BOSTON (WWLP) - Thanks to state special education funding, 17-year-old Kristin Turgeon, who is blind, has teachers that physically guide her through her high school in Grafton and provide her with accessible reading materials.
"I take all regular ed classes like all the other kids that go and the only reason that I am there is because I have an excellent team," said Kristin.
Eight groups representing the sightless fought through a Tuesday snow storm to ask lawmakers to continue services for students like Kristin. They want lawmakers to increase special education funding from about $230 to $255 million dollars this upcoming fiscal year. Advocates say only 12 percent of school-aged blind children in the U.S. can read and write. Literacy rates have gone down by more than 50 percent among children nationwide in the last 40 years and unemployment among blind individuals is at 74 percent.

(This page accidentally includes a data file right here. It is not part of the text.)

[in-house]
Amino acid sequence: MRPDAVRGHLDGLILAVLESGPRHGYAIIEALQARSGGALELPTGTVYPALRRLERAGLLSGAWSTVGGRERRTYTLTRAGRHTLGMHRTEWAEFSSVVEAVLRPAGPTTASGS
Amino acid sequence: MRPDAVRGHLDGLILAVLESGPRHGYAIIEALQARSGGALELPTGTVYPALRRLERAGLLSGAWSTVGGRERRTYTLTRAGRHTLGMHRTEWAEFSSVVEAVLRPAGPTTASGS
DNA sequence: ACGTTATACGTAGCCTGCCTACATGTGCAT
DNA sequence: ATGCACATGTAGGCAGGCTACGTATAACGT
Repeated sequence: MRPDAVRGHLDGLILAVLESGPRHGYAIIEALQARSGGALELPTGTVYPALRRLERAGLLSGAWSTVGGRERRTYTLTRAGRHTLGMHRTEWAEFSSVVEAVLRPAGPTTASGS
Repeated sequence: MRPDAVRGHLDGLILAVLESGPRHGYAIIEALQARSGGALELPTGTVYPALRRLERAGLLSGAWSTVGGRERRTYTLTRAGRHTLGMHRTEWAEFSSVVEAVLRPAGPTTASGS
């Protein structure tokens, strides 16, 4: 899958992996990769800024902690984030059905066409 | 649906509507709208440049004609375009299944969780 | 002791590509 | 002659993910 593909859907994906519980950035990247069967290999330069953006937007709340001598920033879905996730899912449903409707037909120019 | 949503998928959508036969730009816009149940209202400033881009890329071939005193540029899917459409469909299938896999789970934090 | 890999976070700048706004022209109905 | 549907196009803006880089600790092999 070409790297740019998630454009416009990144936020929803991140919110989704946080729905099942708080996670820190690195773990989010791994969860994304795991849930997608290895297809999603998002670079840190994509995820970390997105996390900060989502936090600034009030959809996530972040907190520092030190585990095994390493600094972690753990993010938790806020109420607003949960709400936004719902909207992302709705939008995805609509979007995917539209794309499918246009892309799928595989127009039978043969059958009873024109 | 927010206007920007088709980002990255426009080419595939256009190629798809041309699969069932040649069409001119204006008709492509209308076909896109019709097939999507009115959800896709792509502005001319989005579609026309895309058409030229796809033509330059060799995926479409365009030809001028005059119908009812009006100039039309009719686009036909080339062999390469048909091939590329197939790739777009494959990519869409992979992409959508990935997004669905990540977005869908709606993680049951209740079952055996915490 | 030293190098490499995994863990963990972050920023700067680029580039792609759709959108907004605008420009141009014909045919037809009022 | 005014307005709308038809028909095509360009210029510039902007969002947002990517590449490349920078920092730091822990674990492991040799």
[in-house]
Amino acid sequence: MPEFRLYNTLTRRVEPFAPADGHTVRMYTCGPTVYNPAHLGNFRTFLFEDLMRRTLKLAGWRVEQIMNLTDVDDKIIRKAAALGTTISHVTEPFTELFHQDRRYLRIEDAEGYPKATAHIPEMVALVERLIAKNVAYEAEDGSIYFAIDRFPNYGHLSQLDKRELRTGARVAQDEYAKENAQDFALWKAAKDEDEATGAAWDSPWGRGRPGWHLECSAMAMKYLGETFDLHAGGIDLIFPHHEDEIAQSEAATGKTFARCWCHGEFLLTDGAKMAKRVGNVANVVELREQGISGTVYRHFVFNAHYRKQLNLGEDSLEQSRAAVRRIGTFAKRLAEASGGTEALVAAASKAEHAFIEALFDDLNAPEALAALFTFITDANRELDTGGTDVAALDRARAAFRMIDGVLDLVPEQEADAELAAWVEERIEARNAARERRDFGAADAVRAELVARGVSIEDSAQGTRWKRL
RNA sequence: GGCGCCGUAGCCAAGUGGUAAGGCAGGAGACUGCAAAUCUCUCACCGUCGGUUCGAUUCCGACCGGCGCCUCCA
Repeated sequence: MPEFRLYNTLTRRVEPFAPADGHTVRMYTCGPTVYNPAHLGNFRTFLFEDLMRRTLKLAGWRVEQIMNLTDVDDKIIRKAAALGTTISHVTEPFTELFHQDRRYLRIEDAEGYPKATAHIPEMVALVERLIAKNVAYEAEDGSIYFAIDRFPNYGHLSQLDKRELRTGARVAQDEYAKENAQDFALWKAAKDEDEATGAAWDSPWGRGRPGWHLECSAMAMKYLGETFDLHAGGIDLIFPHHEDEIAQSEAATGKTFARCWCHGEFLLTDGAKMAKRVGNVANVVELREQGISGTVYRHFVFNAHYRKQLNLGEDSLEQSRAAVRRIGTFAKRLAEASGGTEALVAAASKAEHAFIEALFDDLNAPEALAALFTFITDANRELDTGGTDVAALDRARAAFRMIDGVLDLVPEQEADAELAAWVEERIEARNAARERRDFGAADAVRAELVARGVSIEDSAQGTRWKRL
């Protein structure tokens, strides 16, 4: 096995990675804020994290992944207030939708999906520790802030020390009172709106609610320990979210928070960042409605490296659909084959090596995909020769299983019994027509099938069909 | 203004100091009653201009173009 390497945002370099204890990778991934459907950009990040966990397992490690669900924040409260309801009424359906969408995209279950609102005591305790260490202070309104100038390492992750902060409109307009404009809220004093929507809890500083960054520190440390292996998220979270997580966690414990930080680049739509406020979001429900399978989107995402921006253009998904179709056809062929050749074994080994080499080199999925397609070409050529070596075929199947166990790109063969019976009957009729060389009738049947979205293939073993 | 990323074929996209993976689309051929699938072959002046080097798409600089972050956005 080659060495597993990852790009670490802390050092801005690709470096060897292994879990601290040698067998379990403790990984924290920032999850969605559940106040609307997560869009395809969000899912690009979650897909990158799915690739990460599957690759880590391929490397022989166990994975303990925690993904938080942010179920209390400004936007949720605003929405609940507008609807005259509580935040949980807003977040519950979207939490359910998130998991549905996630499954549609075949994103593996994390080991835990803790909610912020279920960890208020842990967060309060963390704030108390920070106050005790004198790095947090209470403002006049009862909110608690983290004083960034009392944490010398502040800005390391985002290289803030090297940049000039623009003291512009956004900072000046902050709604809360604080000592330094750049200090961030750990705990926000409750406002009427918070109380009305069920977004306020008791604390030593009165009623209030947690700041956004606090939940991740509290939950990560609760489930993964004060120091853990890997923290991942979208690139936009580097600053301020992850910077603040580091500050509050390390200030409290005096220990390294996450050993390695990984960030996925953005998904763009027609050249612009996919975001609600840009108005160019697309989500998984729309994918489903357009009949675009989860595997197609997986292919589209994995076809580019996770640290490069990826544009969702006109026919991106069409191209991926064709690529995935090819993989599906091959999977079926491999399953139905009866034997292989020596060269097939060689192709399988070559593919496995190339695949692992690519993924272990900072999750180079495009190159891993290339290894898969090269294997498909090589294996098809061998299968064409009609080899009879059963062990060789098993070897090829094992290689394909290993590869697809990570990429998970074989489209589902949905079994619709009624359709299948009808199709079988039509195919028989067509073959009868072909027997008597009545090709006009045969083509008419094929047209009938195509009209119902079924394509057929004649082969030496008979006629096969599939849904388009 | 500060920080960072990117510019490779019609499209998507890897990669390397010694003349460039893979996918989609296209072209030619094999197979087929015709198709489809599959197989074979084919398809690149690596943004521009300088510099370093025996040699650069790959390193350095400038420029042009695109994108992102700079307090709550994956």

Advocates are also asking lawmakers to fund about $4.5 million dollars to libraries, like the Perkins Braille and Talking Book Library, which provide reading material to 25,000 people across Massachusetts
"We provide in every city and town in western Mass, books on tape, Braille, large-print books, newspapers and it's all sent through the mail," said Steven Rothstein, the president of the Library. "There are tens of thousands of people who are losing their sight who don't know about the library and we want to help them to get those services."
The blindness community is supportive of Governor Deval Patrick's tax increases to raise $2 billion dollars in annual education and transportation investments.
"There definitely a need for some kind of pretty major systemic proposal for transportation to really get us out of this every year we gotta raise the fares, we gotta raise the fares," said Perkins Braille and Talking Book Library Director Kim Charlson.